The Big C
Cancer is never good news, but many pets are now living longer and living better
While any dog can be diagnosed with cancer, breeds such as the beautiful Bernese Mountain dog are far more susceptible than others. When my dogs get older, they get twiceyearly wellness checks. I have come to believe that catching changes and problems early is not only better for my pets, but also for my budget. Recently, after just such an exam, I got the news every petlover dreads: There’s a spot on the X-ray of my 7-year-old flat-coated retriever. The suspicion? Cancer.
Yes, I’m devastated. But because the problem was caught on a routine checkup when my dog has no symptoms or other problems, there’s a good chance it’s not the death sentence it used to be. That’s because canine cancer is more treatable than ever before, with many dogs living for years after their diagnosis with an excellent quality of life.
Of course, it’s far better to avoid cancer completely, if you can, and here are some ways to reduce the risk:
¦ Adopt a healthy dog who fits into your lifestyle. If you’re considering a purebred dog, know that cancer hits some breeds more than others — in breeds such as golden and flat-coated retrievers and Bernese Mountain dogs, the chances of a dog being diagnosed young with cancer is very high indeed. Mixed breeds can and do get cancer, of course, but in those breeds with elevated cancer risks, the situation is more likely “when” your dog will get cancer, not “if.” While reputable breeders are working hard to reduce those numbers, some now believe sweeping change in breeding practices to introduce “outcrosses” to closed gene pools will be needed in many breeds.
¦ Feed your dog a high-quality diet made by a reputable company or a home-prepared diet prepared with the help of your veterinarian. Start with the amount of food recommended for your dog and adjust accordingly with how your pet’s body responds.
¦ Add omega-3 fatty acids (also known as n-3, found in fish oils and other sources) to potentially reduce the risk of developing cancer.
¦ Spay or neuter your dog early in life. Spaying and neutering have been shown to be an effective method of preventing cancer. Spaying has a significant effect of preventing breast cancer if it is done before a dog goes into her first heat cycle.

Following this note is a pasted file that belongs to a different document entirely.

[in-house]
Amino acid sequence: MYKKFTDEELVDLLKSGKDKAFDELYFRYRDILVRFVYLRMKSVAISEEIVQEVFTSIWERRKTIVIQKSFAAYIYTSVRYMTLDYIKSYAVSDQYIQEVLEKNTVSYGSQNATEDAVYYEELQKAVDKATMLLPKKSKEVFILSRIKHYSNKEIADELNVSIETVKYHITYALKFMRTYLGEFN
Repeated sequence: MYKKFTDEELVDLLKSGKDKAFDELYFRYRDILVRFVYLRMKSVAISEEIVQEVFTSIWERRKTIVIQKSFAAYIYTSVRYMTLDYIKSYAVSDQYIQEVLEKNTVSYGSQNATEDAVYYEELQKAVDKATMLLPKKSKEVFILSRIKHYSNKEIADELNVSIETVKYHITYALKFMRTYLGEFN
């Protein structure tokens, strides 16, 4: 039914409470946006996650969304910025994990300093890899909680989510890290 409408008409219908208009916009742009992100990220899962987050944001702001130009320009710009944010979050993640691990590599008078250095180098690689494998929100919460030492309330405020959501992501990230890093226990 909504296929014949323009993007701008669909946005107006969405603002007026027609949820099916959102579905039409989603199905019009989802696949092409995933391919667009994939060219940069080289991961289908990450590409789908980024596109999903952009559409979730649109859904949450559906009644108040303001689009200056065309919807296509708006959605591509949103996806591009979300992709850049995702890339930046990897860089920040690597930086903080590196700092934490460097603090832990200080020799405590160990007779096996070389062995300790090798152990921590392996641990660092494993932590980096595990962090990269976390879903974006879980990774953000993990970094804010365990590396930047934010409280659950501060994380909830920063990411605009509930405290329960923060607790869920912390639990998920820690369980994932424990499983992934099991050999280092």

¦ Keep your dog fit with regular daily exercise.
¦ Eliminate exposure to environmental carcinogens such as pesticides, coal or kerosene heaters, herbicides, passive tobacco smoke, asbestos, radiation and strong electromagnetic fields. Each one of these factors has been suggested to increase the risk of cancer in your dog (and in you).
¦ Get regular wellness exams for your pet. Because the earlier cancer is discovered, the more treatment options you have.
Yes, I did all those things, and still ... cancer. But I know that even for those dogs who cannot be cured, most who are treated are still able to enjoy an improved, robust life for longer than many would have dreamed possible. In most situations, animals undergoing cancer treatment experience limited to no decrease in their quality of life. Almost all dogs with cancer can be helped, with the assistance of a good veterinary team.
That, and money. Which is why I can’t tell you how very grateful I am today that I have long believed in and paid for pet health insurance. Because along with the savings I’ve set aside for just this sort of veterinary crisis, the decisions I’ll be making will be for my dog’s quality of life only, and not because I can’t afford to treat her. ¦